The Different Types of Business Activity
By the end of this chapter, you should be able to:
Classify entities into primary, secondary and tertiary sectors •
Explain features of public and private business
Understand the different forms of merger and take-over
Compare methods that measures the size of a business
Levels of Economic Activity
Example – Stages in the production and sale of a wooden desk 2.1
The Stage of Production
You may have a rough idea on how a wooden desk is processed into a final product for sale, but do you know that the production is divided into a few stages?
Primary stage – Extracts and uses the natural resources of the earth, Such as farming, fishing, forestry.
Secondary stage – Manufactures goods using the raw materials provided by the primary sector, Such as building, aircraft making, computer assembly and baking.
Tertiary stage – Provides services to consumers and the other sectors of industry, Such as transport, banking, insurance, hotels and hairdressing.
Which sector of industry do you think is important in Malaysia? It also depends on what is meant by “important” to the phases of growth in the country – developing or well developed.
Do you know?
De-industrialization occurs when there is a decline in the importance of secondary, manufacturing sector of industry in a counter. This happens when the tertiary/service sector become the “important” contributor to growth of the country at that point.
Public and Private Sectors of Industry
3 different types of economic system which are used by countries to manage their resources as efficiently as possible: 1. Free market economy.
2. Command or planned economy.
3. Mixed economy.
Free market economy:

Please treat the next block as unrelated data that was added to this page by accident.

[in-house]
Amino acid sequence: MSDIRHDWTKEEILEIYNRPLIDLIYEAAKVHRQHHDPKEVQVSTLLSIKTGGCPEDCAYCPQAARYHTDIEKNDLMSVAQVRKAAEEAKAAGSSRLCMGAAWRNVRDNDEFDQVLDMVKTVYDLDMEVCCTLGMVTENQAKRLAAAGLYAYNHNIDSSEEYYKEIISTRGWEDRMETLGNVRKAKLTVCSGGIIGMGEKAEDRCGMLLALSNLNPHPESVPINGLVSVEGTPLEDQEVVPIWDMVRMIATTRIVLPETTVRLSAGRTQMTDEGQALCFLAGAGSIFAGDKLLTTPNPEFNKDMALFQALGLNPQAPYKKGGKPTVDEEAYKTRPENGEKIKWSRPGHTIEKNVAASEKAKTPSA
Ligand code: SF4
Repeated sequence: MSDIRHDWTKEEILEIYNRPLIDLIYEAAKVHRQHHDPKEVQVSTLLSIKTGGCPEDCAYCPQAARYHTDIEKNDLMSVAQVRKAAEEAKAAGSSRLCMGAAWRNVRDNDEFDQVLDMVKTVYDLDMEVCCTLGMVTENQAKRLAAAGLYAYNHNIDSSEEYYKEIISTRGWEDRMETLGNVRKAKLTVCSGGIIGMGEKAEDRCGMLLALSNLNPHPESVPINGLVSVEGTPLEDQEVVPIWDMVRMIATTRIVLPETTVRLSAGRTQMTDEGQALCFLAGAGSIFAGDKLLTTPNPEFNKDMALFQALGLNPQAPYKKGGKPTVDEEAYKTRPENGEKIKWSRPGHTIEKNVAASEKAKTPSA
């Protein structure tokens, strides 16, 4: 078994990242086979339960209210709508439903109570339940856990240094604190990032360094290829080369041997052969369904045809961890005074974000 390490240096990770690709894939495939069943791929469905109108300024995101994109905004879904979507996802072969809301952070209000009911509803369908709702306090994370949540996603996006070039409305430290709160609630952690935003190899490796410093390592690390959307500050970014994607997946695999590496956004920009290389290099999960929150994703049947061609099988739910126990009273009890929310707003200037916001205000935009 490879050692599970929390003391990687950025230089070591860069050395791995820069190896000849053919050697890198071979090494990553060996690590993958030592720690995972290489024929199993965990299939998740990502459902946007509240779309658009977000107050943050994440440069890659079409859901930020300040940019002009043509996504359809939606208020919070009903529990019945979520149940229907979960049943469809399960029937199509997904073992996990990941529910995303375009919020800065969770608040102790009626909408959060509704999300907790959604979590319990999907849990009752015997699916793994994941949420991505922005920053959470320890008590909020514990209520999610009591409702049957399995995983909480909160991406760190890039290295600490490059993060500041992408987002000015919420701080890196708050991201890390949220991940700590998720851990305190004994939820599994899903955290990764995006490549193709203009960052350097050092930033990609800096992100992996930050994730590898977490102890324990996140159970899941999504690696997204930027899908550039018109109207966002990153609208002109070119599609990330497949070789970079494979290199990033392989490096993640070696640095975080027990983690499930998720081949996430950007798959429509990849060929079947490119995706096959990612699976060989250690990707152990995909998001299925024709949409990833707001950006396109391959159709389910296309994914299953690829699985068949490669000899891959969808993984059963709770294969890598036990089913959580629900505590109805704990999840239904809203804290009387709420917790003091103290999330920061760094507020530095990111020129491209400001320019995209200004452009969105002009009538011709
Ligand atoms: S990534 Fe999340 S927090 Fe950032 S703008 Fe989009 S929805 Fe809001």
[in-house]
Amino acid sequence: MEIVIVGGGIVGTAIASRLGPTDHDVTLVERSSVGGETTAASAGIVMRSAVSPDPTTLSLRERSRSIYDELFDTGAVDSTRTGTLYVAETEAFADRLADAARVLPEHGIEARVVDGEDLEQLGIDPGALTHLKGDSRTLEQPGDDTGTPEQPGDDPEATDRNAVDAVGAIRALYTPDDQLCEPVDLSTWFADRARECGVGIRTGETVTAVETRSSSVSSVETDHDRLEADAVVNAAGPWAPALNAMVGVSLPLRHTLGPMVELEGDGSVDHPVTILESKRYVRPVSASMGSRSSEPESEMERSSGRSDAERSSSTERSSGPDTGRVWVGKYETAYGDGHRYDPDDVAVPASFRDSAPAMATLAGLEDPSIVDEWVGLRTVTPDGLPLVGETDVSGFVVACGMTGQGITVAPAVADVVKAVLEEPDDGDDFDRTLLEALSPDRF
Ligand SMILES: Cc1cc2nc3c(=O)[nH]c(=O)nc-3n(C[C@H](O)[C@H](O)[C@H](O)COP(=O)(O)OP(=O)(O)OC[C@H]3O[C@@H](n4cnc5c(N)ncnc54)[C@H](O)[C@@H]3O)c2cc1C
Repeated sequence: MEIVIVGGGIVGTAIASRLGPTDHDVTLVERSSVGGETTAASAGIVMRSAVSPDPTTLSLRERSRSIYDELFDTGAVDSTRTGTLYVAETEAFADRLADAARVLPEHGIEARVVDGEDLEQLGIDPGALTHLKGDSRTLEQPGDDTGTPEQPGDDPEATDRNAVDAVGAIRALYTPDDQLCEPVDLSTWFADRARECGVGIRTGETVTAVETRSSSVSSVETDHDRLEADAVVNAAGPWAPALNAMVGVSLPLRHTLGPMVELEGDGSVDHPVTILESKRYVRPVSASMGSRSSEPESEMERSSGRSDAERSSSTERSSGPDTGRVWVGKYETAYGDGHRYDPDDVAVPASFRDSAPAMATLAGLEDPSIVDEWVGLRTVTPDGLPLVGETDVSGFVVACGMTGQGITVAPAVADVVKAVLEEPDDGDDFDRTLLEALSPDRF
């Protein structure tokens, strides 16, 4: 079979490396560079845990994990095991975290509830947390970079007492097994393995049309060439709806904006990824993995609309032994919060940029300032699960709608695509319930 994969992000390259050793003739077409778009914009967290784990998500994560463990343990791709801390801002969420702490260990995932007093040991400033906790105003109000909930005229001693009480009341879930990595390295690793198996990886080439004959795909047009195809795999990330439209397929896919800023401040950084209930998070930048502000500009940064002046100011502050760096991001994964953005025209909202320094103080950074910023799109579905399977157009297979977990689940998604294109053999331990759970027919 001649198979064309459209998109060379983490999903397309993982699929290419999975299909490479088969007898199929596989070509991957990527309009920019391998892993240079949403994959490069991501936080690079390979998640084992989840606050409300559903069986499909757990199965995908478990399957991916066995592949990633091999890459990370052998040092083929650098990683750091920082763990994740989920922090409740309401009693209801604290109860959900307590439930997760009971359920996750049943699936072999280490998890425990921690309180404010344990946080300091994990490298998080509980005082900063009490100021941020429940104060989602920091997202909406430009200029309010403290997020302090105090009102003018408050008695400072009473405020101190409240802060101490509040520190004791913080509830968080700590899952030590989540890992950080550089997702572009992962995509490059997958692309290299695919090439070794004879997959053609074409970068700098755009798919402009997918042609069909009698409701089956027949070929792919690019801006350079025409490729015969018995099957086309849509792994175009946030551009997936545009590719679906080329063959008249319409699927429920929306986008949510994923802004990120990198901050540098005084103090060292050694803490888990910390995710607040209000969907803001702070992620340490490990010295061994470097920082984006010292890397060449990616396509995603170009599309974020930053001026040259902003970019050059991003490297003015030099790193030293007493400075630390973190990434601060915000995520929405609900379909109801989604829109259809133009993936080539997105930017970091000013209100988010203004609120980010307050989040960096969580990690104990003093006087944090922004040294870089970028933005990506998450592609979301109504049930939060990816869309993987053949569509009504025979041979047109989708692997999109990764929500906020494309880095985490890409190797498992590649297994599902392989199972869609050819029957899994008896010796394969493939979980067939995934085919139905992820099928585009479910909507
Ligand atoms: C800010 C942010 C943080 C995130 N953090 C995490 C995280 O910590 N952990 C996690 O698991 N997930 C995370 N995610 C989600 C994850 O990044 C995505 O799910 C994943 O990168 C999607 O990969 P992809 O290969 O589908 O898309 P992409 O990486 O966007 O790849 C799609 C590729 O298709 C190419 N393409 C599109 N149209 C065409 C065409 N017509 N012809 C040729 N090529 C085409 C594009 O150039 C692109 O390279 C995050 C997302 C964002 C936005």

In this economy, all resources are owned privately. That means, there is no government control over the factors of productions. In general, all businesses focus on making profit. The prices of goods are influenced by demand and supply of goods.
Consumers are free to decide what they buy
Workers are encouraged to work hard because there is low or no taxation. *
Very competitive, which can lead to low prices.
New businesses are encouraged.
No government control.
Command or planned economy:
This is when the Government take controls the use of resources. Individuals may not have the rights to own any private property at all. The government will decide what to produce and how much to produce. Consumers will have limited choices on what to buy and jobs contribute. The common areas that government owned industries are such as health care, education, defense, public transport, water supply, electricity supply etc. - Advantages:
* There should be work for everybody because its run by the Government, which look over the society’s welfare. *
Less incentive to work.
The government may not produce goods which people want to buy. *
Lack of profit motive, which may results in low efficiency.
This type of economy combines both free market economy and command economy features, which is the most common type of economy applied around the world, for instance, Malaysia itself is considered a mixed economy country.
With both private and public economy, a country may a certain extent of competitiveness while make sure things is under control.
Governments sold off businesses they previously owned to new owners in the private sector.
Arguments in favour of privatisation:
- New owners aims for profit, run the business efficiently. - Keep the price low.
- Additional capital.
- Raises money for the government.
X Arguments against of privatisation:
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